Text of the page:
My, doesn't that clasificación look good. And don't believe anyone who says that it's early days, that two games in is too soon to get excited, that league tables don't mean anything until November - they're clearly just bitter. All we need now is the arrival of that asteroid I was talking about the other day, then a kind of Duckworth-Lewis method for the 2011/12 Liga BBVA season, and Real Betis can take their rightful place in the first post-apocalyptic Champions League. Is that too much to ask?
More thoughts on yesterday's game...
l My first and most important task is to send you all scurrying over to the awesome European Football Weekends website, where head honcho Danny Last has written about his day out in Heliópolis. I think we can all agree that he "gets" it. My only complaint is that Danny, lovely chap that he is, was foolish enough to visit more than 270 European football stadiums before he got to the most important.
l As you'll read, Danny was particularly taken with Palmerín, the approximately palm-tree-shaped mascot that leaps about the pitch beforehand and often joins in goal celebrations with the players. The referee was less than impressed, however. At one point shortly before the winning goal, when Mallorca were time-wasting for all they were worth, the mascot stuck out a cartoon boot to stop the ball running away and accidentally prevented it from completely crossing the touchline. The ref stopped play, called a stadium official over to admonish poor Palmerín, insisted on restarting play with a drop ball and then wrote up the whole incident in his match report. They are a special breed.
l After I watched the video clips on the Marca website (not available outside Spain, sadly), it struck me that Mallorca did have several good chances, most of them the result of Betis defensive mistakes (with Chechu Dorado, most uncharacteristically, the biggest culprit). So we should probably bear in mind that more clinical opposition might have provided a sterner test. Overall, though, everyone seems to agree that Betis were the better side.
l Alongside Dorado, Antonio Amaya made his debut in central defence after joining from Wigan in the summer. And I thought he had a very promising game, winning more than his fair share of crucial headers and making some well timed tackled. Pepe Mel will have a difficult decision to make on Sunday if, as expected, Mario is fit again for the next game at Athletic Bilbao.
l At the other end, Jorge Molina must still be re-playing that first-half miss in his head. "Nothing like that has ever happened to me before," he said afterwards, rather forlornly. To be fair, you can hardly say he did anything wrong. The ball came back off the post from Rubén Castro's clever shot, and he was alert enough to head it firmly down - as you're taught to - towards the empty net. How it then bounced up eight feet to smack against the crossbar is anyone's guess. Not that he was nursing his wounds - he was back up showing great agility to get anywhere near the second rebound. Just incredible, but I'm sure Patricia will get his head right for next weekend.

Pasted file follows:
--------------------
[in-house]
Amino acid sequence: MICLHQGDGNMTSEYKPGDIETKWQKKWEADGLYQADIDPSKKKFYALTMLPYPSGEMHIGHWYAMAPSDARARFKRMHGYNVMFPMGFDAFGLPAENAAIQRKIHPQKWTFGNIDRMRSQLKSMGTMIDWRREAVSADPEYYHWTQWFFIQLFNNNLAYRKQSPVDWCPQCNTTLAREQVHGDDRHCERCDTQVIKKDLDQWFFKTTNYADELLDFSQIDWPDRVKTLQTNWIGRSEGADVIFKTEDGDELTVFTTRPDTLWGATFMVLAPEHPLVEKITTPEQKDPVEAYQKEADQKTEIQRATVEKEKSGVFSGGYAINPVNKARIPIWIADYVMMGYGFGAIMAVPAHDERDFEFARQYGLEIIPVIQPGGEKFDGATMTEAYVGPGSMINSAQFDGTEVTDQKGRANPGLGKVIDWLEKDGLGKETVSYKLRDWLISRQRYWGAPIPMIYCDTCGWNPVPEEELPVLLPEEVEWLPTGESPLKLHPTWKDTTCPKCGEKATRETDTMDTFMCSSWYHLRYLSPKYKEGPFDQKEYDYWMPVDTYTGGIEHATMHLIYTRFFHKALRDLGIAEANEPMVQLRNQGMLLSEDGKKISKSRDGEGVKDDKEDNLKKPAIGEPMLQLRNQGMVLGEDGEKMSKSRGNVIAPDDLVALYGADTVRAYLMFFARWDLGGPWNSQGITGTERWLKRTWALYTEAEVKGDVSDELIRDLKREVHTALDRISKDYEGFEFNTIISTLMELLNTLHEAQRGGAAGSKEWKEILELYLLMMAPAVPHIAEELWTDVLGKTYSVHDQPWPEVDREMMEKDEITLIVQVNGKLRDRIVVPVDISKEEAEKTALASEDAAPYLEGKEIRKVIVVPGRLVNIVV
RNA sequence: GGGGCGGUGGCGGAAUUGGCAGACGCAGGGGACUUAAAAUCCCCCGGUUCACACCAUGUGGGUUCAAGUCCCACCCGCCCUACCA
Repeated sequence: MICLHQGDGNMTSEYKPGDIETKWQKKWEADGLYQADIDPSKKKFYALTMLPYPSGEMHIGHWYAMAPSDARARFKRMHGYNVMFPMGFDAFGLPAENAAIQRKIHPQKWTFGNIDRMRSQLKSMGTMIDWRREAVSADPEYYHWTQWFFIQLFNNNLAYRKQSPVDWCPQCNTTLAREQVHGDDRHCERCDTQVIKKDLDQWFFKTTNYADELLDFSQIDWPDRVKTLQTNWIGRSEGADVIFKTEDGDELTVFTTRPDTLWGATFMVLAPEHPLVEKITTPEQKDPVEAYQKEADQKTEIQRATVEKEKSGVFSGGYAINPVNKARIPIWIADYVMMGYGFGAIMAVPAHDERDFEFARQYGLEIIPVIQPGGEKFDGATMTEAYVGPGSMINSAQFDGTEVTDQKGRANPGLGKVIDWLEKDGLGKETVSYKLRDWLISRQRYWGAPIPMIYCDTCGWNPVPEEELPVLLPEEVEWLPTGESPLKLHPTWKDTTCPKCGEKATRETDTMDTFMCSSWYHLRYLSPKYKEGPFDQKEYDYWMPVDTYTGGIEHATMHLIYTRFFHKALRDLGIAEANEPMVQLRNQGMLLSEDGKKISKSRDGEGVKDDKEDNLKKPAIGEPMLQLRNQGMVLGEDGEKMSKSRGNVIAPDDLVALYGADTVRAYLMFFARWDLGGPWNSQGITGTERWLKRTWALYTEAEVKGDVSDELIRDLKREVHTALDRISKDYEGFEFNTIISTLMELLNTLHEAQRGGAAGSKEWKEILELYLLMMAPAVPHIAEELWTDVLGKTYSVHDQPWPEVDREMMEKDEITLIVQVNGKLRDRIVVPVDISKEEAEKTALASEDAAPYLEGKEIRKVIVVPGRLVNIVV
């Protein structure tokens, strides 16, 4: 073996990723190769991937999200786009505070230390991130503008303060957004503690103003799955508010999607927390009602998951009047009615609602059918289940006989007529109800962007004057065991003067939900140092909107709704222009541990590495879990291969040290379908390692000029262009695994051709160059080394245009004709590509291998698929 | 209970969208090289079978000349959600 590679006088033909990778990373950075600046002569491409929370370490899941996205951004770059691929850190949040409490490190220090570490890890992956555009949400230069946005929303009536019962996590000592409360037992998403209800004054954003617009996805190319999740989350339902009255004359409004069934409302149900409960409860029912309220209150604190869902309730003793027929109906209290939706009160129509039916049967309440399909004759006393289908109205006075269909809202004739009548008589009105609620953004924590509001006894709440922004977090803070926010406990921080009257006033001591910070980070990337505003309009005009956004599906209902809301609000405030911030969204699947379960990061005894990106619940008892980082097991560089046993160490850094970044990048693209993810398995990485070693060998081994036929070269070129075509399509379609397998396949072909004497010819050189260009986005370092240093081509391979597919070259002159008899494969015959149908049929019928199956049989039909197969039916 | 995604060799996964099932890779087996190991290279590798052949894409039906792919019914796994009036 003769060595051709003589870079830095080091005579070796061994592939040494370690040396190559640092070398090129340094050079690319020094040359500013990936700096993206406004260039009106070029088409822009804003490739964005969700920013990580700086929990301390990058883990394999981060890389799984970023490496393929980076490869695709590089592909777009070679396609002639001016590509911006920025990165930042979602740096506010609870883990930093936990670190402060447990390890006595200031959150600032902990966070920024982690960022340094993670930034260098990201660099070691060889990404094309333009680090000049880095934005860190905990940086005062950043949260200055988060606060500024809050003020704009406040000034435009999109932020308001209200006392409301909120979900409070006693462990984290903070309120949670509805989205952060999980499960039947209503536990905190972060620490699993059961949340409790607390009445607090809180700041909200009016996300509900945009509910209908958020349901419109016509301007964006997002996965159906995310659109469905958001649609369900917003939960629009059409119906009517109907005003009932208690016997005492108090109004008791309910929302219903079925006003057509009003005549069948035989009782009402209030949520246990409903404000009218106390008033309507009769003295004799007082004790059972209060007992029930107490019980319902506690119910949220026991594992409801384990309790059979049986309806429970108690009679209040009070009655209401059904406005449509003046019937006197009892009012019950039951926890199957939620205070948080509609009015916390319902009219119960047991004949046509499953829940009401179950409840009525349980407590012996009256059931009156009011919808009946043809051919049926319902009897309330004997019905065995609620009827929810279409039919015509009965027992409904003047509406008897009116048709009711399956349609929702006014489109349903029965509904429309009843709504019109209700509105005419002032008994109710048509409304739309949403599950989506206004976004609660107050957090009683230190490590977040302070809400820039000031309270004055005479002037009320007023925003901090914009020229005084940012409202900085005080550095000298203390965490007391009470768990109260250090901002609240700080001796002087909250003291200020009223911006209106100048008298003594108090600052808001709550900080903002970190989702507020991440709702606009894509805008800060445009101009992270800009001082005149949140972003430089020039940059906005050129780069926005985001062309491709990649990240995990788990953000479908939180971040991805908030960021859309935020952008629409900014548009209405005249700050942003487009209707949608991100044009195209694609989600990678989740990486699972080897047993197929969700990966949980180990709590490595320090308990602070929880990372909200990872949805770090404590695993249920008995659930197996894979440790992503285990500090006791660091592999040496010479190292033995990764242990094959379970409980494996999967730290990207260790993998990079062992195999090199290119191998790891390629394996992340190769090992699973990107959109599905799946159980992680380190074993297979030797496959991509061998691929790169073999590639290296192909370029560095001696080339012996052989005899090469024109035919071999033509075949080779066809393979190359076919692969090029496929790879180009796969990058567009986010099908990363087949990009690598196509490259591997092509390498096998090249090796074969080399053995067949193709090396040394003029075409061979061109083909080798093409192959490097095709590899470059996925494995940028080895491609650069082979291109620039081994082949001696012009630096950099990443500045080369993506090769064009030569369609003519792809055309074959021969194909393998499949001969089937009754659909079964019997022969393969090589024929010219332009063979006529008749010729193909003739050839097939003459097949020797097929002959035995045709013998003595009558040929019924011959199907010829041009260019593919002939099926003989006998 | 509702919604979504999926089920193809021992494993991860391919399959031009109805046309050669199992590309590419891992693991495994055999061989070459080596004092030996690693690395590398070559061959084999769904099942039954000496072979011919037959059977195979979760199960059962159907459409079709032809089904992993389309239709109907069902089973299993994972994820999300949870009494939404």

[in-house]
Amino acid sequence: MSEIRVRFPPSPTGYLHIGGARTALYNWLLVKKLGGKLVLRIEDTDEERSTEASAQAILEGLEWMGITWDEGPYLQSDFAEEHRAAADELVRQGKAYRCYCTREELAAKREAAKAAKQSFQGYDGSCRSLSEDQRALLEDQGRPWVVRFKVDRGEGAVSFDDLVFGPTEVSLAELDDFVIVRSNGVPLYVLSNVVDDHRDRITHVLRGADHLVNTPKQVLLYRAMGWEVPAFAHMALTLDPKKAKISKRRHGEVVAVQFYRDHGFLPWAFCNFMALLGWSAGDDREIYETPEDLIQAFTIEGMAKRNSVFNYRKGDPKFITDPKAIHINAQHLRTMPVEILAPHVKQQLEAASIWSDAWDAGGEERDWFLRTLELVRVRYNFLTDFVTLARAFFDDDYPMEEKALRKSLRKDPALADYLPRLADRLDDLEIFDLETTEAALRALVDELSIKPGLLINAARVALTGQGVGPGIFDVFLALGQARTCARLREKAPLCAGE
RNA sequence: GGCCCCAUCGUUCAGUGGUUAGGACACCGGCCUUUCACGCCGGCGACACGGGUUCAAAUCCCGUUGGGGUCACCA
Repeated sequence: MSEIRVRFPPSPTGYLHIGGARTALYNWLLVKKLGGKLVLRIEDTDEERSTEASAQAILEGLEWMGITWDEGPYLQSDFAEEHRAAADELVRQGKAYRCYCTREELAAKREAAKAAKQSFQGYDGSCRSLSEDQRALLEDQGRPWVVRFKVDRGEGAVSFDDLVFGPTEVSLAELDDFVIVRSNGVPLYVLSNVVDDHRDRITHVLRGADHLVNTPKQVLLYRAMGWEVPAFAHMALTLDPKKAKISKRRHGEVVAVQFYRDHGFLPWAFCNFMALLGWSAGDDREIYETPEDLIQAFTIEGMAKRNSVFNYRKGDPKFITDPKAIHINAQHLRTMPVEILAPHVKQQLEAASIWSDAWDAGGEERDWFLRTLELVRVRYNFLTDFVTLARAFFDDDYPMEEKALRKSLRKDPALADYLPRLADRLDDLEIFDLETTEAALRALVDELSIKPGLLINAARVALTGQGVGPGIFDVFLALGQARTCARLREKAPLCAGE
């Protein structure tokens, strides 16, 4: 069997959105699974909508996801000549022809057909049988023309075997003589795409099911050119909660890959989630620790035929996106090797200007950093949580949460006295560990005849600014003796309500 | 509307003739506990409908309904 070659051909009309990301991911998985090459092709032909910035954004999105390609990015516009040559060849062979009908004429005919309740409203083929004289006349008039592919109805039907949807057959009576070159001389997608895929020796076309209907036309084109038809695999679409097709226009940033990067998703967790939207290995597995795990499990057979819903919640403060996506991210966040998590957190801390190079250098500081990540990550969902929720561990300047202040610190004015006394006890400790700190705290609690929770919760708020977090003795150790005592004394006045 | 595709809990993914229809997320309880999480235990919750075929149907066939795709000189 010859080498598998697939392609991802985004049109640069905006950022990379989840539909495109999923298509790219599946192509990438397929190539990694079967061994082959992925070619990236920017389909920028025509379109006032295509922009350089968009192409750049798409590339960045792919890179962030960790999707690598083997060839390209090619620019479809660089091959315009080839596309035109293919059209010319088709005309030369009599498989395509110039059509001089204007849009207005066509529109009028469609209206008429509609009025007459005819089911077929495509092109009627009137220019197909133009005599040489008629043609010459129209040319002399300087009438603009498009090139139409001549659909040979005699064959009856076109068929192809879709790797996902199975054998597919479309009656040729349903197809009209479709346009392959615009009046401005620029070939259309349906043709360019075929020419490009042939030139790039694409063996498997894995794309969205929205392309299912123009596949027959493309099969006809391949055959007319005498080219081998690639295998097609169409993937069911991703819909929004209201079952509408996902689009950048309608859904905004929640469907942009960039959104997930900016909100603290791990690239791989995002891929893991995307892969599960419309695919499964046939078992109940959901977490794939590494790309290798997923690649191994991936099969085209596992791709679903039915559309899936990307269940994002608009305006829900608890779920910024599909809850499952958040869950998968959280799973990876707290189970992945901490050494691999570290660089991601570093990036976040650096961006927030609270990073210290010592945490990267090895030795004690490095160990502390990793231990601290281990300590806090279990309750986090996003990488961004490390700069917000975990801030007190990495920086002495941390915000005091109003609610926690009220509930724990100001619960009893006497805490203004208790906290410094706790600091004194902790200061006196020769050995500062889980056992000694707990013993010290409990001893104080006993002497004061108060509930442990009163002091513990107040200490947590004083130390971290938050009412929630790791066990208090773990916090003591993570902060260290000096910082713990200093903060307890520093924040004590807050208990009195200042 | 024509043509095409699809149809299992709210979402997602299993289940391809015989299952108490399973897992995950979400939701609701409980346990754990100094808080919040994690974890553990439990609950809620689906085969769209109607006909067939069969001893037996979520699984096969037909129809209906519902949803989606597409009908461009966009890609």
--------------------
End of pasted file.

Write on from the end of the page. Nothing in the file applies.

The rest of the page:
l Where would be without Rubén Castro? Coming back from another long trip to Numancia is the probable answer to that. Despite his goals for Betis, however - 34 in 51 games, we think - a thread on the Betisweb forum yesterday suggested that he might still be underappreciated by the verdiblanco faithful - for the simple reason that his name doesn't lend itself very well to being sung aloud. In Spanish, where you put the stress on a word is very important, so it's "RuBEN CAStro", which even Cole Porter would have trouble turning into a lyric. I hope he understands it's nothing personal and that we love him really.
l Vadillo or Ezequiel as a second-half substitute for Jefferson Montero? That's another debate raging among Béticos right now after, for the second game in a row, Álvaro Vadillo (who's 17 today, by the way) failed to show why scouts around Europe are so excited about him. He did OK, but it's hard to see why he wouldn't have been better off playing a full game for Betis B and letting Ezequiel - who's only three years older but has a lot more experience - continue his own development as a skilful, pacy winger.
l The club have vowed to announce official attendance figures for each home game as a way of demonstrating their commitment to modernisation, so I can tell you there were 35,125 at the Benito Villamarín yesterday - La Liga's third-highest attendance of the day, and not at all bad considering the conditions. As was the case throughout last year, the fans were amazingly supportive, even when it looked like it was going to be one of those days. A visit to Bilbao next week is no easy task, but one thing's for certain: Béticos have enormous faith in their players and their coach these days. ¡A por ellos!